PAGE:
Nobutaka Fukuda , Tohoku University
This study aims to investigate the influence of parental divorce on children's life course in Japan. Like other developed countries, marital disruptions have increased in number over the past decades. While many studies have been hitherto conducted on the relation between marital disruption and children's life-course in Europe and U.S.A., there has been little research concerning the impact of parental divorce on life-course in Japan. The paper addresses the influence of parents' divorce on three events (living natal home, cohabitation and marriage) in children's life course. Data come from the Japanese Generations and Gender Survey (JGGS). This is a nationwide panel survey conducted from 2004 until 2013. The targeted population is Japanese men and women between ages 20 and 45. We selected male and female respondents over age 20 at the time of the first wave of JGGS. Event-history analysis was used to examine the influence of parental divorce on living home, cohabitation and marriage. Moreover. socio-economic and demographic variables were included in our analytical model as independent variables. Results showed that parental divorce hardly increased the risk of children's leaving natal home. Second, the probability of entering a consensual union was greater for children who experienced parental divorce. Third, parents' divorce hardly decreased the hazard rate of marriage. In conclusion, as far as the present study shows, parental marital disruption increases a risk of cohabitation in Japan. Hence, parental divorce tends to promote children to entering a consensual union. Yet, marital breakup has no bearing on home-leaving and childbirth.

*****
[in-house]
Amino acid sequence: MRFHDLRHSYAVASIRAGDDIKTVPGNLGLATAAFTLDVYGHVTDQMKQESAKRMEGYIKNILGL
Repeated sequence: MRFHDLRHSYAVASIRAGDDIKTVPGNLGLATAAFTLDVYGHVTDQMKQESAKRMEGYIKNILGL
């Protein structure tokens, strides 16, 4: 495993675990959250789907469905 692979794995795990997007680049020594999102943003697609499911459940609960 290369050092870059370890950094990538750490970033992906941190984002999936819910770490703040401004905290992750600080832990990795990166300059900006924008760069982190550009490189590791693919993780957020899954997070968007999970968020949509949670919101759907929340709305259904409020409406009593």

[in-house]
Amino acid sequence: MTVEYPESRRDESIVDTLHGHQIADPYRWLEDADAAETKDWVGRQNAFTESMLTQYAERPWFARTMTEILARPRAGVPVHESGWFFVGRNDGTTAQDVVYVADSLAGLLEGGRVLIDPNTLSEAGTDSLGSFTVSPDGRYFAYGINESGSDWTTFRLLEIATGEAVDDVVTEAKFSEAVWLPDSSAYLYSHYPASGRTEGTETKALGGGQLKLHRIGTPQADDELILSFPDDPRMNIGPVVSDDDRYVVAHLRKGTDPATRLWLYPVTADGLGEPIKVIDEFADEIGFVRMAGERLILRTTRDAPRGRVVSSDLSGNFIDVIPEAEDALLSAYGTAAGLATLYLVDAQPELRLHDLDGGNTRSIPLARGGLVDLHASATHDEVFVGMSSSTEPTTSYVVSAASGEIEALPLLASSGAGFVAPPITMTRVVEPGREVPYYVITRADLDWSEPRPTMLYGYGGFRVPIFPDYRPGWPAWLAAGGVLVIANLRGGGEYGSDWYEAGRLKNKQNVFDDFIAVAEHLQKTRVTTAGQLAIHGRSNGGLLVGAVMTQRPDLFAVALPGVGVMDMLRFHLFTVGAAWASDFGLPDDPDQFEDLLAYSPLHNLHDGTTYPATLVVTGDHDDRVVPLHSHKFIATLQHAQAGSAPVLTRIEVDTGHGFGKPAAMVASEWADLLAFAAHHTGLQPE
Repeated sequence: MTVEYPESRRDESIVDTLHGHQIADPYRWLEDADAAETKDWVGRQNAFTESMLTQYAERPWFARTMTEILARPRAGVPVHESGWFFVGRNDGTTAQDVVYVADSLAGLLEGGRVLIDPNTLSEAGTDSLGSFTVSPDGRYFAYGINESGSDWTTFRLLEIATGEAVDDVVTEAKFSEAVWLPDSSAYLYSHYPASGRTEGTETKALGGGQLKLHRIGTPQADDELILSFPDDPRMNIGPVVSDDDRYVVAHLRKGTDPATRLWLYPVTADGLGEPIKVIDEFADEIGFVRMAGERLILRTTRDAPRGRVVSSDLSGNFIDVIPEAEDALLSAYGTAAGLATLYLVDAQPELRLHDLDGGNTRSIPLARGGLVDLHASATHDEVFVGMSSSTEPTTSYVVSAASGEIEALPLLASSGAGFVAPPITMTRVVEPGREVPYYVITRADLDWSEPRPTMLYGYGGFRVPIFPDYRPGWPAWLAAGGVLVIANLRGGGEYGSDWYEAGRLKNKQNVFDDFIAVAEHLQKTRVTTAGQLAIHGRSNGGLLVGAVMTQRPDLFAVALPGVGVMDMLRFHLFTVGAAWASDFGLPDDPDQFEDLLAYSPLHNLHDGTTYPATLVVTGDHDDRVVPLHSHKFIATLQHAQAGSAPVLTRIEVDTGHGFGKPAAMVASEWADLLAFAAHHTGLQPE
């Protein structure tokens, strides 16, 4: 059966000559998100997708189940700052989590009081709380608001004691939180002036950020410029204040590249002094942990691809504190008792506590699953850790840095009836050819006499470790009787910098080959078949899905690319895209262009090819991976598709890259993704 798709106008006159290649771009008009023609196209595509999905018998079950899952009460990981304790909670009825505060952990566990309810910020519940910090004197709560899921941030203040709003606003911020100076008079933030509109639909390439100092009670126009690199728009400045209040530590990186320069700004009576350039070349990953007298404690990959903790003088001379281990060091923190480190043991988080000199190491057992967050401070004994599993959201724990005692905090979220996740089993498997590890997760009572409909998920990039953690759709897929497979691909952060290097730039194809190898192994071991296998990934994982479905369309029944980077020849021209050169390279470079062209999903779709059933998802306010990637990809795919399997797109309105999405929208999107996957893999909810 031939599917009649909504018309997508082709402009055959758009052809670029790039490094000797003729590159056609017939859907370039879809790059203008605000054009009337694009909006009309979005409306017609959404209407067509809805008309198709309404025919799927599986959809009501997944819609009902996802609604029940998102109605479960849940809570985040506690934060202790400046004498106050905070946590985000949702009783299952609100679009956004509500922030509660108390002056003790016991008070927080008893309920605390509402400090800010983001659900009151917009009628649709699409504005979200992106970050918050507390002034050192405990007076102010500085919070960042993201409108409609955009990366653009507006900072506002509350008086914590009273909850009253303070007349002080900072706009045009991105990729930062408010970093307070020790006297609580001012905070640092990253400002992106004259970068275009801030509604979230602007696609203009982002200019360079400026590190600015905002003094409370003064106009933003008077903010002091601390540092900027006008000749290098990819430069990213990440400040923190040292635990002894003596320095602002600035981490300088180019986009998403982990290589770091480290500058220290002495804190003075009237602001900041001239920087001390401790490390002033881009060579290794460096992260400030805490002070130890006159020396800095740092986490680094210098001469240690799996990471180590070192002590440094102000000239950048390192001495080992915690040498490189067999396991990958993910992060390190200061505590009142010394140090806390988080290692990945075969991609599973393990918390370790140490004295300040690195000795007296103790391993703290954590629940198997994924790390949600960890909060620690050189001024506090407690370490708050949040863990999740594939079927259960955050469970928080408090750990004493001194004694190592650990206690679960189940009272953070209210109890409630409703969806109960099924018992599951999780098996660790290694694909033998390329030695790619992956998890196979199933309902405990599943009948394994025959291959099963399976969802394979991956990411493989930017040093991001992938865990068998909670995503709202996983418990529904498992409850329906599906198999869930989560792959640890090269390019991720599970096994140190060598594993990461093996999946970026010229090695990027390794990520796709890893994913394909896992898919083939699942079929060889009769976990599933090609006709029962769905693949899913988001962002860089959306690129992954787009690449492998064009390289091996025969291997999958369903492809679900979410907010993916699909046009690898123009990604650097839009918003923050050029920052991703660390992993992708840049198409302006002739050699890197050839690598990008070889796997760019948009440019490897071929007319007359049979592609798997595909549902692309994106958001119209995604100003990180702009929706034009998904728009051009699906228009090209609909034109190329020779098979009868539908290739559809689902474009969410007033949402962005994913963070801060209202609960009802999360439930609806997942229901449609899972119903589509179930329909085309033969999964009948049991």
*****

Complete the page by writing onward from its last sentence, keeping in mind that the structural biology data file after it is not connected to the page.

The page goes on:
Presented in Session P1. Poster Session Fertility, Family and the Life Course